There Is Now An App for Sperm Testing
A new device that attaches to a smartphone can detect whether a man's sperm concentration or motility is abnormal with 98 percent accuracy.
Researchers hope the device, which is about the size of a small box of crayons and costs less than $5 to make, can address the need for a rapid and cheap way to detect male infertility. Problems with sperm contribute to infertility in 40 percent to 60 percent of cases where a couple has trouble conceiving, said study leader Hadi Shafiee, a professor of engineering in medicine at Brigham and Women's Hospital and Harvard Medical School in Boston.
Current laboratory methods of semen analysis are either inaccurate or expensive and require men to provide a sperm sample in awkward circumstances. [Trying to Conceive: 12 Tips for Men]
"This device is going to make male infertility screening as simple as home pregnancy tests for a woman," Shafiee told Live Science.
Smartphone semen analysis
The device has two parts: a box-like piece that attaches to the phone as if it were a larger-than-normal phone case, and a chip, which is about the size of a microscope slide. To test his sperm, a man uses a pipette (a turkey baster-like tube, but smaller) to put a semen sample onto a chip, and then he inserts the chip into a slot on the box-like attachment. Lenses on the attachment essentially turn the smartphone's camera into a microscope, and a software app automatically counts the total number of sperm, calculates their concentration per milliliter and detects their movement and speed, or motility.
Over-the-counter sperm checkers available now measure only sperm concentration, Shafiee said, which isn't enough to determine a man's fertility; it's also important to know how effectively the sperm cells move.
The researchers had untrained users test the device using 350 semen specimens from the Massachusetts General Hospital Fertility Center. They found that the untrained testers could use the device to detect abnormal sperm samples with 98 percent accuracy. That rate is based on World Health Organization (WHO) criteria for an abnormal sperm sample, in which there are less than 15 million sperm cells per milliliter of fluid, and less than 40 percent of sperm are motile.
The sensitivity of the test, or the ability to correctly diagnose abnormal samples, was 99.3 percent; the specificity, or the ability to correctly detect normal samples, was 89.4 percent. [Conception Misconceptions: 7 Fertility Myths Debunked]
The test cannot detect if a man's sperm has abnormal morphology — meaning the cells are misshapen or malformed, Shafiee noted. However, abnormal sperm morphology is a contributor to infertility in less than 1 percent of infertility cases, he said.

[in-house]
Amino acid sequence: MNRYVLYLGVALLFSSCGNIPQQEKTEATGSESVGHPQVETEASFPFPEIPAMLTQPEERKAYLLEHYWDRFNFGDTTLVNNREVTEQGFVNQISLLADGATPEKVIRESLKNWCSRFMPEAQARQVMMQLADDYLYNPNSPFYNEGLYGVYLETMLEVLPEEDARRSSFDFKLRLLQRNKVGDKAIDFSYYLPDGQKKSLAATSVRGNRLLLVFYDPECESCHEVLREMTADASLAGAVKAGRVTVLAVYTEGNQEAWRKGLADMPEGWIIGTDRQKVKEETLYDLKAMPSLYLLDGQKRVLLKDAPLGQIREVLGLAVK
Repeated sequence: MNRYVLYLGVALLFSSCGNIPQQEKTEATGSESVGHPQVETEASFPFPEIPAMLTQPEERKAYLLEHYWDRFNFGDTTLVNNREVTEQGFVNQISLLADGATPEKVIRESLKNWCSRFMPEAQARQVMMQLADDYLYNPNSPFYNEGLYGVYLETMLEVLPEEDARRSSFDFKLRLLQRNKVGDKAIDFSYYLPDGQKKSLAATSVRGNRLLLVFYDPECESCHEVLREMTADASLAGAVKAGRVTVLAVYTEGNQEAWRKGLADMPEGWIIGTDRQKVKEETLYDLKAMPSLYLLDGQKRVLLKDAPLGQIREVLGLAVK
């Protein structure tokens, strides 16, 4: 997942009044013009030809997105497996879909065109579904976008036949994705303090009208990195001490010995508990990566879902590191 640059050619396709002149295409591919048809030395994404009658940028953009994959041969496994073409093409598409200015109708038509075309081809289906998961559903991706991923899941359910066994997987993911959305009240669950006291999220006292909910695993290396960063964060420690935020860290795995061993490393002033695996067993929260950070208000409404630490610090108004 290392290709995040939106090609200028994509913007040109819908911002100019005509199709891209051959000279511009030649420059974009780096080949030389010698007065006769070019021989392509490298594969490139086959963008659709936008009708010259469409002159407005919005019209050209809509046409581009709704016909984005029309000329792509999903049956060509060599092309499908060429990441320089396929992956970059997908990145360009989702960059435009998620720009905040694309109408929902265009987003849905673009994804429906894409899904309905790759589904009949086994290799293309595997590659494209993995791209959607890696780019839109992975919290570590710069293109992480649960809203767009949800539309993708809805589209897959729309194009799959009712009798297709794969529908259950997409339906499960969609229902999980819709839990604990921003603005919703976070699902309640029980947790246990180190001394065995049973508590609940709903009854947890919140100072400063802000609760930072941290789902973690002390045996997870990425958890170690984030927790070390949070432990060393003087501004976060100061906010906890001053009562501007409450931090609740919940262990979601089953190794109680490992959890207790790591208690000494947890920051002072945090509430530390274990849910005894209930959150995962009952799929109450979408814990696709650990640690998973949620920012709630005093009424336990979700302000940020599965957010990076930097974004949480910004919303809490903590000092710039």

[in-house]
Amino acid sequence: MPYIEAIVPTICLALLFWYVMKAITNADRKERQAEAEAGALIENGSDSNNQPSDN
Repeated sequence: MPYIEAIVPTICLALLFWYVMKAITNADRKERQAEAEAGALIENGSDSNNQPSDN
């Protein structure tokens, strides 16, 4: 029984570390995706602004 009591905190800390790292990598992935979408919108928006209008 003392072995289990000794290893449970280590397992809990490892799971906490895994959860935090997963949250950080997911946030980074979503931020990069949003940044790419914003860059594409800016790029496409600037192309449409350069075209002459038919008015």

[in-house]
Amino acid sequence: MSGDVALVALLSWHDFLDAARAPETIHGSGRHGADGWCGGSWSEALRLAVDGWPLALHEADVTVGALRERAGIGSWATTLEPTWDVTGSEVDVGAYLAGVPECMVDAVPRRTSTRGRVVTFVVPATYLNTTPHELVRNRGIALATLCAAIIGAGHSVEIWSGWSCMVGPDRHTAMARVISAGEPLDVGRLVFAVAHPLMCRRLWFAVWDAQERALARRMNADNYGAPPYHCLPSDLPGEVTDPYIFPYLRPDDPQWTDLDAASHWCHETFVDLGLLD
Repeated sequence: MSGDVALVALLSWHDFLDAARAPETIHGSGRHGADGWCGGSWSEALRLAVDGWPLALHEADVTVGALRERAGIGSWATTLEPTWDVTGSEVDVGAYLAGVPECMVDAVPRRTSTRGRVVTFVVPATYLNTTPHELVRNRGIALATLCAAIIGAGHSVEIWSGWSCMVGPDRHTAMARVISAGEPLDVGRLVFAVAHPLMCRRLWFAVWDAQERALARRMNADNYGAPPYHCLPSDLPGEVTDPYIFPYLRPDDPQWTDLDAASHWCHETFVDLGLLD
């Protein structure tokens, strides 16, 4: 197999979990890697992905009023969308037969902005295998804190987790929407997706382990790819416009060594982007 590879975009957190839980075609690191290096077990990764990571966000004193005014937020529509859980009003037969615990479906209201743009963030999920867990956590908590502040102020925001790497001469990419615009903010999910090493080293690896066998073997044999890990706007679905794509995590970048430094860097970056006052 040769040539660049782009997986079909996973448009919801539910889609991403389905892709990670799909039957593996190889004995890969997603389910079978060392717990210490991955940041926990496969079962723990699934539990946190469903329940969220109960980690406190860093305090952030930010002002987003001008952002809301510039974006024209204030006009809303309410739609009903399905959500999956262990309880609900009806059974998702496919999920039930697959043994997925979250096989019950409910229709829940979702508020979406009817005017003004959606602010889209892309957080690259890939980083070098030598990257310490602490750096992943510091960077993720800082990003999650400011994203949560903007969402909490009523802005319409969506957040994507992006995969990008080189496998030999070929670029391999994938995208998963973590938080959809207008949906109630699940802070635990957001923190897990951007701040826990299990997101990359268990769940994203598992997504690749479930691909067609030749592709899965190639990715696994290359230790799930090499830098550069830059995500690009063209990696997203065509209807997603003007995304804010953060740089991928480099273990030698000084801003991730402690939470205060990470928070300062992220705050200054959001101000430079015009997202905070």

The test could be sold as an over-the-counter product, Shafiee said, but it might also be a boon for fertility clinics and small hospitals. Currently, the standard for semen analysis is a computer-and-microscope system called computer-assisted semen analysis (CASA). Those systems cost between $50,000 and $100,000, Shafiee said, so many smaller clinics can't afford them and resort to having the staff conduct manual sperm counts using a microscope. Manual counts are not as accurate as computer-based ones, Shafiee said.
The device might also be helpful for men who don't want to father any more children. There are 500,000 vasectomies in the United States each year, Shafiee said, and men are supposed to return to the clinic for follow-up analysis at least twice in the months following the procedure to ensure that it was successful.
But many men don't. "Something like 30 percent actually return," he said.
Offering men an at-home option could boost this compliance, Shafiee said.
The researchers published their findings in the journal Science Translational Medicine today (March 22). Their next step is to submit materials for Food & Drug Administration approval.
Original article on Live Science.
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Stephanie Pappas is a contributing writer for Live Science, covering topics ranging from geoscience to archaeology to the human brain and behavior. She was previously a senior writer for Live Science but is now a freelancer based in Denver, Colorado, and regularly contributes to Scientific American and The Monitor, the monthly magazine of the American Psychological Association. Stephanie received a bachelor's degree in psychology from the University of South Carolina and a graduate certificate in science communication from the University of California, Santa Cruz.
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